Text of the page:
Science fiction's most dire predictions -- that beings from another planet might take over the Earth -- may have already come true. It just may be that the invasion and colonization of Earth by Martian life forms has already happened.
According to world-renowned British physicist Paul Davies, it is entirely plausible that all life on our planet has its origins on Mars. "Not only is it possible, but I think there's a good case to be made that we are," he said. Davies -- the 1995 winner of the $1-million US Templeton Prize, the world's largest award for intellectual endeavour -- spoke Friday at the annual Couchiching Conference. This year's theme is "Science, Ethics and Human Destiny."
It has been three years since the discovery of a meteorite from Mars that contained what appeared to be the fossil record of tiny microbial life forms which live, or once lived, on the red planet. Since then, Davies has been studying the idea of migration of living matter from one planet to another, specifically between Mars and Earth. He believes, for two reasons, that some form of bio-exchange has occurred. First, how it would be transmitted is now clear: when an asteroid hits a planet, fragments fly into the air and are carried away with enough speed to leave the atmosphere. Because of this, he says, "there is no question that there has been an exchange of rock between the two planets."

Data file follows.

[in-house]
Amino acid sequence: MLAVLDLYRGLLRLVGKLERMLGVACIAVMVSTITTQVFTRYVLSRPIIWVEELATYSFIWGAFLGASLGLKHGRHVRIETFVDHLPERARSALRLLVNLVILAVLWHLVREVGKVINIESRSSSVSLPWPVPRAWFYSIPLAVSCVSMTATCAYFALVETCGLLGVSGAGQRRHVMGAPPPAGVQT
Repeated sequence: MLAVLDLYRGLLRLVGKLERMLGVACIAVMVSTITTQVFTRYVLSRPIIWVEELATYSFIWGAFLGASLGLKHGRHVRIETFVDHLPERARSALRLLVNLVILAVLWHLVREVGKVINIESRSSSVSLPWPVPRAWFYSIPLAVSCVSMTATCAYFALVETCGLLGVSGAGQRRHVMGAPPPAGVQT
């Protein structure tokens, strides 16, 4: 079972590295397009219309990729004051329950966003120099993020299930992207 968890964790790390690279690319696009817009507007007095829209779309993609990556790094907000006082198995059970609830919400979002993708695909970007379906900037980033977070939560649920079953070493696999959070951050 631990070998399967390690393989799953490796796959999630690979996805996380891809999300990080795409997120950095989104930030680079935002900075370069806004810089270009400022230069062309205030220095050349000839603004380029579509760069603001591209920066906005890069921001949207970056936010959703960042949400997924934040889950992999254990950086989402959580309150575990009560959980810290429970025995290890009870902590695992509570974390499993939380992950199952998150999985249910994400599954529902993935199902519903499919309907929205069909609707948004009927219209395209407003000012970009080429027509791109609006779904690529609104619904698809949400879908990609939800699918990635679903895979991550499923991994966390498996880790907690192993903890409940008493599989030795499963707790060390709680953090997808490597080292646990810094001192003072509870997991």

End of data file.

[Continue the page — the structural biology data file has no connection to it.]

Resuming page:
The second idea is the discovery that primitive microbes live deep within the rocky crust of the Earth, in extreme heat and without benefit of sunlight or organic matter on which to feed. The fact that rock can support life means that asteroids are a viable means of travel between planets.
"I believe that past life on Mars was a virtual certainty," Davies writes in his book, The Fifth Miracle: The Search for the Origin and Meaning of Life.
Yet, even if this is true, Davies said it would be impossible to determine with certainty which of the two planets is "the true Garden of Eden."
It is also possible that life sprung up independently on each planet.
Davies does note, however, that specialists believe that if one of the planets was the original colonizer, it is much more likely, due to the makeup of the planets, that Mars was the first to give life to matter.
"Then life on Earth," according to Mr. Davies, "could originally have come from Mars, and we would all be descended from Martians." [Source: The Ottawa Citizen / ON - August 7 1999]